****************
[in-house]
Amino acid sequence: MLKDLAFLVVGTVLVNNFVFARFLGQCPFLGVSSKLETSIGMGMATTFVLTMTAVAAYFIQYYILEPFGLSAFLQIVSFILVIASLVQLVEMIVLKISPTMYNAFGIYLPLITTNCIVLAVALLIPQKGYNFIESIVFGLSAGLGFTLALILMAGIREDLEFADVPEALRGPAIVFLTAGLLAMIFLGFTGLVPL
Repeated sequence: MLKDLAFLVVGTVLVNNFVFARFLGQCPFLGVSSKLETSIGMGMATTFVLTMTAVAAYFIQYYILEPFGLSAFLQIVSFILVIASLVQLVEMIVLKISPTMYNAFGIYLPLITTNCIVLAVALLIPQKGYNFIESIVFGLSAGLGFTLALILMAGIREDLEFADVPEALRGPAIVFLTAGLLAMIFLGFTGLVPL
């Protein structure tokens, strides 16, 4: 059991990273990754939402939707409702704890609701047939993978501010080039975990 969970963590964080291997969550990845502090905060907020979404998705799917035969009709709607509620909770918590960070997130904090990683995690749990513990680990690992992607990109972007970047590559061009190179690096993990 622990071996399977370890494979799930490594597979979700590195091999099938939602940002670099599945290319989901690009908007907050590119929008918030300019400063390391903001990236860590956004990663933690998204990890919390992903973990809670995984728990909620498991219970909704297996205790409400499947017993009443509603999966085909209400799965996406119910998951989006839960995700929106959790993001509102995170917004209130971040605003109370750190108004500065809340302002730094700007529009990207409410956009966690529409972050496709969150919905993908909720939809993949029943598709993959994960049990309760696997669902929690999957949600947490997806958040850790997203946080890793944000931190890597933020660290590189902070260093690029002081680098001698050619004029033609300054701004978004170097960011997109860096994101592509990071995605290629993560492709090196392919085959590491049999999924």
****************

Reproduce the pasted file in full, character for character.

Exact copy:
[in-house]
Amino acid sequence: MLKDLAFLVVGTVLVNNFVFARFLGQCPFLGVSSKLETSIGMGMATTFVLTMTAVAAYFIQYYILEPFGLSAFLQIVSFILVIASLVQLVEMIVLKISPTMYNAFGIYLPLITTNCIVLAVALLIPQKGYNFIESIVFGLSAGLGFTLALILMAGIREDLEFADVPEALRGPAIVFLTAGLLAMIFLGFTGLVPL
Repeated sequence: MLKDLAFLVVGTVLVNNFVFARFLGQCPFLGVSSKLETSIGMGMATTFVLTMTAVAAYFIQYYILEPFGLSAFLQIVSFILVIASLVQLVEMIVLKISPTMYNAFGIYLPLITTNCIVLAVALLIPQKGYNFIESIVFGLSAGLGFTLALILMAGIREDLEFADVPEALRGPAIVFLTAGLLAMIFLGFTGLVPL
């Protein structure tokens, strides 16, 4: 059991990273990754939402939707409702704890609701047939993978501010080039975990 969970963590964080291997969550990845502090905060907020979404998705799917035969009709709607509620909770918590960070997130904090990683995690749990513990680990690992992607990109972007970047590559061009190179690096993990 622990071996399977370890494979799930490594597979979700590195091999099938939602940002670099599945290319989901690009908007907050590119929008918030300019400063390391903001990236860590956004990663933690998204990890919390992903973990809670995984728990909620498991219970909704297996205790409400499947017993009443509603999966085909209400799965996406119910998951989006839960995700929106959790993001509102995170917004209130971040605003109370750190108004500065809340302002730094700007529009990207409410956009966690529409972050496709969150919905993908909720939809993949029943598709993959994960049990309760696997669902929690999957949600947490997806958040850790997203946080890793944000931190890597933020660290590189902070260093690029002081680098001698050619004029033609300054701004978004170097960011997109860096994101592509990071995605290629993560492709090196392919085959590491049999999924």